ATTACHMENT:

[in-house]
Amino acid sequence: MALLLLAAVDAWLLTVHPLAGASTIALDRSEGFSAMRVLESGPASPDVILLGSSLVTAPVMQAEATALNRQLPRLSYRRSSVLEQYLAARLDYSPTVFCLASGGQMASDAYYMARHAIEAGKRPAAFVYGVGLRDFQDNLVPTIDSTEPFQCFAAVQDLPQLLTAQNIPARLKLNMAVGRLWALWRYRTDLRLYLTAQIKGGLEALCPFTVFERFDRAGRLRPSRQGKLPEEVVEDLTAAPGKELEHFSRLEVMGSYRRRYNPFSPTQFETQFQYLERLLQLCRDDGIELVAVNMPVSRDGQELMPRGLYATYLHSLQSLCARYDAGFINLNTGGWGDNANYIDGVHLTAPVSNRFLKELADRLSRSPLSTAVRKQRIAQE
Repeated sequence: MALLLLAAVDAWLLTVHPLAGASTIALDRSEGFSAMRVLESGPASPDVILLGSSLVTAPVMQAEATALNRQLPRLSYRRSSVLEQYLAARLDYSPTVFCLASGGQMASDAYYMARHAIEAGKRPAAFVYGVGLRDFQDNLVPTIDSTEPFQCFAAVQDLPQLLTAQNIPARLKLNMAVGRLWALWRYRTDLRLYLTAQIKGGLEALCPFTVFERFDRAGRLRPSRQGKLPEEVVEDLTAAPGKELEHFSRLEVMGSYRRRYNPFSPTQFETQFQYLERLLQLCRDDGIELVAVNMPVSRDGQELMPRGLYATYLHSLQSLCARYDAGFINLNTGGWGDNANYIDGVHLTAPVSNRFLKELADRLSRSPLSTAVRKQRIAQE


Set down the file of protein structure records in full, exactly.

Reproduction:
[in-house]
Amino acid sequence: MALLLLAAVDAWLLTVHPLAGASTIALDRSEGFSAMRVLESGPASPDVILLGSSLVTAPVMQAEATALNRQLPRLSYRRSSVLEQYLAARLDYSPTVFCLASGGQMASDAYYMARHAIEAGKRPAAFVYGVGLRDFQDNLVPTIDSTEPFQCFAAVQDLPQLLTAQNIPARLKLNMAVGRLWALWRYRTDLRLYLTAQIKGGLEALCPFTVFERFDRAGRLRPSRQGKLPEEVVEDLTAAPGKELEHFSRLEVMGSYRRRYNPFSPTQFETQFQYLERLLQLCRDDGIELVAVNMPVSRDGQELMPRGLYATYLHSLQSLCARYDAGFINLNTGGWGDNANYIDGVHLTAPVSNRFLKELADRLSRSPLSTAVRKQRIAQE
Repeated sequence: MALLLLAAVDAWLLTVHPLAGASTIALDRSEGFSAMRVLESGPASPDVILLGSSLVTAPVMQAEATALNRQLPRLSYRRSSVLEQYLAARLDYSPTVFCLASGGQMASDAYYMARHAIEAGKRPAAFVYGVGLRDFQDNLVPTIDSTEPFQCFAAVQDLPQLLTAQNIPARLKLNMAVGRLWALWRYRTDLRLYLTAQIKGGLEALCPFTVFERFDRAGRLRPSRQGKLPEEVVEDLTAAPGKELEHFSRLEVMGSYRRRYNPFSPTQFETQFQYLERLLQLCRDDGIELVAVNMPVSRDGQELMPRGLYATYLHSLQSLCARYDAGFINLNTGGWGDNANYIDGVHLTAPVSNRFLKELADRLSRSPLSTAVRKQRIAQE